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Private attribute

I have a class with an attribute called 'gridsize' and I want
a derived class to force and keep it at 0.8 (representing 8mm).

Is this a correct, or the most pythonic approach?

####################

def __getattr__(self,attrname):
if attrname == 'gridsize':
return 0.8

def __setattr__(self,attrname,value):
if attrname == 'gridsize':
pass
else:
self.__dict__[attrname]=value

#####################
Cheers,
Ken.
Aug 25 '08 #1
8 1073
Ken Starks wrote:
I have a class with an attribute called 'gridsize' and I want
a derived class to force and keep it at 0.8 (representing 8mm).

Is this a correct, or the most pythonic approach?

####################

def __getattr__(self,attrname):
if attrname == 'gridsize':
return 0.8

def __setattr__(self,attrname,value):
if attrname == 'gridsize':
pass
else:
self.__dict__[attrname]=value

#####################
Cheers,
Ken.
Perhaps I should mention the alternative I had in mind:

###################

class xyz:
def __init__(self):
self.__dict__['a'] = 123
self.b=456
def __setattr__(self,attrname,value):
if attrname == 'a':
pass
else:
self.__dict__[attrname]=value

# __getattr__() not redefined.
############################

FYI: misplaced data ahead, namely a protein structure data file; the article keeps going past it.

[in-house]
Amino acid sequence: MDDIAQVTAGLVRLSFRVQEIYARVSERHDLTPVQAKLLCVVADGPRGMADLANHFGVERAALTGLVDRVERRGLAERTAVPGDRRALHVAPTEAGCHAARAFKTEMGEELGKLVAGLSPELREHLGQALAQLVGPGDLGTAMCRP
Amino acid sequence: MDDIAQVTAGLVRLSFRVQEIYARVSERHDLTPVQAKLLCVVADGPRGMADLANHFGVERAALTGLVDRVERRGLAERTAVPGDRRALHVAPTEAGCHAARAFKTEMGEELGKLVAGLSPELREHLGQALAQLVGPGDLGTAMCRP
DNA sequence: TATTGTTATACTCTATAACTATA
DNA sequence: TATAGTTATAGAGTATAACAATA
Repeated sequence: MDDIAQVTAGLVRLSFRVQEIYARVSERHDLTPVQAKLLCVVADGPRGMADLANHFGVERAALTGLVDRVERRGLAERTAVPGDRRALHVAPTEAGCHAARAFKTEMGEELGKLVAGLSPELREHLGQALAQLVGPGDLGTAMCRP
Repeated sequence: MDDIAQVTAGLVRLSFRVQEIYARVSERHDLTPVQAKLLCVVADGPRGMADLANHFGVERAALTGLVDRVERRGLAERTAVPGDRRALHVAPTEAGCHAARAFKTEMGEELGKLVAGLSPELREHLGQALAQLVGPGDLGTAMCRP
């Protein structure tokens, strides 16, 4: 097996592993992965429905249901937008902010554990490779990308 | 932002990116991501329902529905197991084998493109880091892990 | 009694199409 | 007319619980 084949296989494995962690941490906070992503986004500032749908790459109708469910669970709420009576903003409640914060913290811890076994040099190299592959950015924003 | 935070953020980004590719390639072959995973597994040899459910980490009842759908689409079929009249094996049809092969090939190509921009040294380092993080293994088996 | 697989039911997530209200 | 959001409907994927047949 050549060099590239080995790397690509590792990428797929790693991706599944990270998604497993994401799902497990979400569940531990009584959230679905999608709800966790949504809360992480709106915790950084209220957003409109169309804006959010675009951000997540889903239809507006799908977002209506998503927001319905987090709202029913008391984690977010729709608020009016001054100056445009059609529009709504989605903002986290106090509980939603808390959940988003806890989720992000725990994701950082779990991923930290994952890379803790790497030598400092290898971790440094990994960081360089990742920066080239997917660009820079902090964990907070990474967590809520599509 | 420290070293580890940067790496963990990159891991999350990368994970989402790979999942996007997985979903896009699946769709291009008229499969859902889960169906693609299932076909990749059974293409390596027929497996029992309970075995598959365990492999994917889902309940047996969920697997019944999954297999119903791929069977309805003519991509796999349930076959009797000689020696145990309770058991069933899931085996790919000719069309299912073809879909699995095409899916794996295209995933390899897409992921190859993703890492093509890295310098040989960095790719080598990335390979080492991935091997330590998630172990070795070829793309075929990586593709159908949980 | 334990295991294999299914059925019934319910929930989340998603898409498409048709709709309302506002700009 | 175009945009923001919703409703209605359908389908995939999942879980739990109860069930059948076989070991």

Aug 25 '08 #2
On Aug 25, 2:09*pm, Ken Starks <stra...@lampsacos.demon.co.ukwrote:
Ken Starks wrote:
I have a class with an attribute called 'gridsize' and I want
a derived class to force and keep it at 0.8 (representing 8mm).
Is this a correct, or the most pythonic approach?
####################
* * def __getattr__(self,attrname):
* * * * if attrname == 'gridsize':
* * * * * * return 0.8
* * def __setattr__(self,attrname,value):
* * * * if attrname == 'gridsize':
* * * * * * pass
* * * * else:
* * * * * * self.__dict__[attrname]=value
#####################
Cheers,
Ken.

Perhaps I should mention the alternative I had in mind:

###################

class xyz:
* *def __init__(self):
* * *self.__dict__['a'] = 123
* * *self.b=456

* *def __setattr__(self,attrname,value):
* * * * *if attrname == 'a':
* * * * * * *pass
* * * * *else:
* * * * * * *self.__dict__[attrname]=value

* *# __getattr__() not redefined.

############################
This is just me, but I don't think that Python is the right language
for your program. In Python it's extra easy to get around that
obstacle. Python is more about freedom and discipline.
Aug 25 '08 #3
On Aug 25, 3:47*pm, Ken Starks <stra...@lampsacos.demon.co.ukwrote:
I have a class with an attribute called 'gridsize' and I want